The upcoming anniversary doesn’t merely mark Old Time Radio’s (OTR’s) end. It also marks the beginning of a nostalgic dedication to the preservation and enjoyment of that era. Indeed, having now been over even longer than it lasted, the Golden Age of Radio never truly died. Like something out of Raymond’s Inner Sanctum, it has survived beyond its original life to find a new home on late-night radio programs and, thanks to the internet and its numerous websites and blogs dedicated to the discussion and preservation of OTR, on countless mp3 devices. As the first truly mass form of entertainment, a medium that brought Americans together the way nothing before ever did or even could, the ‘theater of the mind’ is worth a remembrance.
I became a fan of OTR at an early age. I vividly remember listening to eight-track tapes of “The Abbott and Costello Show,” one of the most popular comedy duos of the 1940-50s. Their classic “Who’s on First?” routine — one of the most famous comedy skits of all time — was one of the first things I can recall committing to memory. Other great comedians and programs like Jack Benny, Bob Hope, “Fibber McGee and Molly” (Jim and Marian Jordan), “Our Miss Brooks” (Eve Arden), “Amos ‘n’ Andy” (Freeman Gosden and Charles Correll) and “Burns and Allen” (George Burns and Gracie Allen), among many others, became household names, and with a nationwide fan base already established, many were natural choices to be adapted for some of the earliest television programs.
It wasn’t all laughter, though. Programs such as “Escape” and “Suspense” offered listeners high adventure and tense dramas. Stars such as Jimmy Stewart, Agnes Moorehead, Lucille Ball, Gene Kelly and many others frequented “Suspense,” and both programs featured original material as well as adaptations of numerous popular stories. Most famously, and perhaps none to greater effect, was both programs’ presentation of the George Toudouze short story “Three Skeleton Key” or, as “Suspense” producer William M. Robson once introduced it, “that story about the rats.” The most popular versions star Vincent Price (he performed it for both shows) as he narrates the story of three men trapped in a lighthouse overrun by ravenous vermin. Price went on to become a horror icon, and while younger readers may remember him as the sinister voice in Michael Jackson’s “Thriller,” is there a role Price ever played that surpasses his creepy description of the terrible progress of the rats through the lighthouse towards their prey?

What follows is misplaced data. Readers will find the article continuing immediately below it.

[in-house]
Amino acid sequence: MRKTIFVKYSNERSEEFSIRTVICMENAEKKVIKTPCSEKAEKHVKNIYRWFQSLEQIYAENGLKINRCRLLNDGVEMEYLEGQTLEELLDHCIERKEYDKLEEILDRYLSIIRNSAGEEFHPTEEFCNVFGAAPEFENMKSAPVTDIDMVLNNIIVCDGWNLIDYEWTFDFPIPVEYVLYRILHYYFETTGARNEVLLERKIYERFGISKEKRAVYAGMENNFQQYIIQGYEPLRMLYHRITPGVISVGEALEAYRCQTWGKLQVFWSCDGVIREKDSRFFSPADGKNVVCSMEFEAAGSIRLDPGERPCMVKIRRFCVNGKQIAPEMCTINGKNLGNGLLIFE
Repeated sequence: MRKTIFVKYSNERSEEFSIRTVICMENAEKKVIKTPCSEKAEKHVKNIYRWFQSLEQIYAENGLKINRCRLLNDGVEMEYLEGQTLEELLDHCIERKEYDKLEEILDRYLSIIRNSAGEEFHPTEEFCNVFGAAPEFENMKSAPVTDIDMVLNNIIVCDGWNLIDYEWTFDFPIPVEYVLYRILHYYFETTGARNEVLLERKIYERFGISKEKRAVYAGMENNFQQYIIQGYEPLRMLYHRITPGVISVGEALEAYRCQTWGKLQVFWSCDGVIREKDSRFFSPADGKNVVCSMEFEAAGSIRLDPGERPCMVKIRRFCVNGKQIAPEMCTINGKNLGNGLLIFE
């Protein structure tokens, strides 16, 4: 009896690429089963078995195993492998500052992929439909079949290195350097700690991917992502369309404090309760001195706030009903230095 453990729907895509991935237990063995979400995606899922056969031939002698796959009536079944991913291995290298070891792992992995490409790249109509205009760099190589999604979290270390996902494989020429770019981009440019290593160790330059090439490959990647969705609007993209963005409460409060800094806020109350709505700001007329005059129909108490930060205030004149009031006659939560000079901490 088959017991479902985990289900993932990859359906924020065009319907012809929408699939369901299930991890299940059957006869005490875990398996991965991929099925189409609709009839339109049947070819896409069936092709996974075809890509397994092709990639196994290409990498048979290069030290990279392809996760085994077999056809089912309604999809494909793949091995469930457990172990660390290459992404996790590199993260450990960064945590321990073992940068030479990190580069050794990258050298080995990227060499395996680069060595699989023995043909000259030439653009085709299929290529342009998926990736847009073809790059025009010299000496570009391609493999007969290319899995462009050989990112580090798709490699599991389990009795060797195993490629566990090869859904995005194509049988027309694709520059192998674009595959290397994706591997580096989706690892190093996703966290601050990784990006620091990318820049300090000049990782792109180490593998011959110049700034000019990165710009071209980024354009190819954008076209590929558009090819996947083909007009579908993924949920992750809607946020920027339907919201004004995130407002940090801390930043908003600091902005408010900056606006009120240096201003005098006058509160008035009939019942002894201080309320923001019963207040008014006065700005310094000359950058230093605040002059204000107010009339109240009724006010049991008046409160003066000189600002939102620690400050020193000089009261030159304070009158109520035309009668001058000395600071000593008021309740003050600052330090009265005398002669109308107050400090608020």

While “Three Skeleton Key” was among the more horrifying of “Escape” and “Suspense” fare, other programs offered some drama, but focused specifically on horror and the supernatural. From “Lights Out” and “Quiet, Please” to the “The Hall of Fantasy” and “The Mysterious Traveler,” these programs offered macabre, creepy, ghostly, scary or terrifying tales and are best listened to in the dark. Among the best episodes from these programs for chilling your blood are, respectively, “Death Robbery” (with Boris Karloff), “The Thing on the Fourble Board,” “The Castle of Lavoca,” and “I Won’t Die Alone.”
No horror program was more popular, however, than “Inner Sanctum.” Produced by Himan Brown and hosted first by Raymond (Raymond Edward Johnson) and later by Paul McGrath as simply the host or “Mr. Host,” the series opened with what would become its trademark creaking door, and then either Johnson or McGrath welcomed listeners with tongue-in-cheek dark humor, creepy puns and campy yet morbid jokes. The stories themselves were mostly serious, though usually had a perfectly natural as opposed to supernatural explanation. And then, as the episode ended and the creaking door closed, Johnson or McGrath intoned: “Good night, pleasant dreeeeeeeaaams, hmmmmmmmm?” It became one of the most famous endings on radio.